Italy falls into technical recession as economy contracts
Result creates fresh problems for new anti-establishment government
The Italian economy needs a boost. Photograph: iStock
Italy’s economy contracted for the second consecutive quarter at the end of last year, throwing the country into recession in a setback for the new anti-establishment government.
Gross domestic product fell a quarterly 0.2 per cent between October and December, following a 0.1 per cent decline in the third quarter, and was up 0.1 per cent on an annual basis, national statistics bureau ISTAT reported on Thursday. The fourth quarter decline was steeper than expected.
A Reuters survey of analysts had pointed to a 0.1 per cent fall quarter-on-quarter and a 0.3 per cent year-on-year rise.
Analysts often define two straight quarters of declining GDP as a “technical” recession, though the Italian economy grew in 2018 as a whole and is expected to expand modestly this year.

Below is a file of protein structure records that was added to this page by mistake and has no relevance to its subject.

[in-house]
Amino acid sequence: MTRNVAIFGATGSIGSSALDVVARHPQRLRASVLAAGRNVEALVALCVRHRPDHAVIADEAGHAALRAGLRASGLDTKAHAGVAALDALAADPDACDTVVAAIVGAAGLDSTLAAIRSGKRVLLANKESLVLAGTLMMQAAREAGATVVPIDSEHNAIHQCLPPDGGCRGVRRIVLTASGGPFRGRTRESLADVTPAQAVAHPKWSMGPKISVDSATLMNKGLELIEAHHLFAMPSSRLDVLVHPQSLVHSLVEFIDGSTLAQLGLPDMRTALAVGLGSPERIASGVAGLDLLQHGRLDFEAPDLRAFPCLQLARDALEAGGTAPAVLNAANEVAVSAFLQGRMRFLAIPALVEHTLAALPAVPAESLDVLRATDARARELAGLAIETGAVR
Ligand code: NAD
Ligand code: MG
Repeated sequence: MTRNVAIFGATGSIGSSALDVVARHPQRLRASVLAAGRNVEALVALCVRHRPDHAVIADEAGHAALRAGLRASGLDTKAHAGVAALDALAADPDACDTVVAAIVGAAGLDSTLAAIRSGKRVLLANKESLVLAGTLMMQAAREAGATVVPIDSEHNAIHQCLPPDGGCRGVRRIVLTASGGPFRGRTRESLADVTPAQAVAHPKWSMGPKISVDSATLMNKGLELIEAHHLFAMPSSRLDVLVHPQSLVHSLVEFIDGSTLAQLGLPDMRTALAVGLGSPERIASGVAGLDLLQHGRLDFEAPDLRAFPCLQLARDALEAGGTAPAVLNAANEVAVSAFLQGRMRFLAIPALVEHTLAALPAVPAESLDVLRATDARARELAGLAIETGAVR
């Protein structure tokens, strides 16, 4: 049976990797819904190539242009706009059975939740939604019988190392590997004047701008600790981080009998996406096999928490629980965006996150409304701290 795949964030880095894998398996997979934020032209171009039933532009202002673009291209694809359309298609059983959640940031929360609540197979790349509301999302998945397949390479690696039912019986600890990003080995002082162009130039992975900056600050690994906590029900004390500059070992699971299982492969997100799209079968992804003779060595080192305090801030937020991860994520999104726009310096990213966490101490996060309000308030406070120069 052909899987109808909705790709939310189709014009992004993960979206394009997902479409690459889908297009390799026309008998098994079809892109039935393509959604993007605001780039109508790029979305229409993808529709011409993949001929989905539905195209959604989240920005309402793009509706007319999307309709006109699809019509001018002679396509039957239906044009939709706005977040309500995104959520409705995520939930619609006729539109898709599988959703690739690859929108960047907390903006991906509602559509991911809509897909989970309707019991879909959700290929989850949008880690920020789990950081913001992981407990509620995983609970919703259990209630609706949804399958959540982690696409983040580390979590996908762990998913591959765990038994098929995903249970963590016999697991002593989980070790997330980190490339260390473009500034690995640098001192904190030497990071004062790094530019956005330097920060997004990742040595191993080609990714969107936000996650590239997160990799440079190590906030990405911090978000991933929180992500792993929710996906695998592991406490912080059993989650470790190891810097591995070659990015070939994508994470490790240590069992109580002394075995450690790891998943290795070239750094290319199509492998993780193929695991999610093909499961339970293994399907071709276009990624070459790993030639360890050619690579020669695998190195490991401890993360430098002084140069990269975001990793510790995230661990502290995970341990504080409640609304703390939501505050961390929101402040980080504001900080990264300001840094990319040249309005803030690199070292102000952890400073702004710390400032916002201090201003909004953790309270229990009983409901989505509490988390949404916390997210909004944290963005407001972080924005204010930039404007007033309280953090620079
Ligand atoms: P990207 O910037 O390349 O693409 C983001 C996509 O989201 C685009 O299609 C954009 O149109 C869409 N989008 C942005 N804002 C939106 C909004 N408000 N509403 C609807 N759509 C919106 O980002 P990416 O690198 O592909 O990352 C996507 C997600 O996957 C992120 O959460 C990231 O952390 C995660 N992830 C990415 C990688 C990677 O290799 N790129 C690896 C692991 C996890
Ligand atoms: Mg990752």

The data confirmed Italy’s customary position among the growth laggards of the euro zone. The 19-nation bloc grew a listless 0.2 per cent in the fourth quarter, Eurostat said, in line with market expectations. That was the same rate as in the third quarter, which had been the lowest for four years, while the euro zone’s 1.2 per cent year-on-year expansion was a new five-year low.
The data presents a quandary for the European Central Bank, which ended its bond-buying stimulus programme late last year and risks running low on firepower as the economy slows.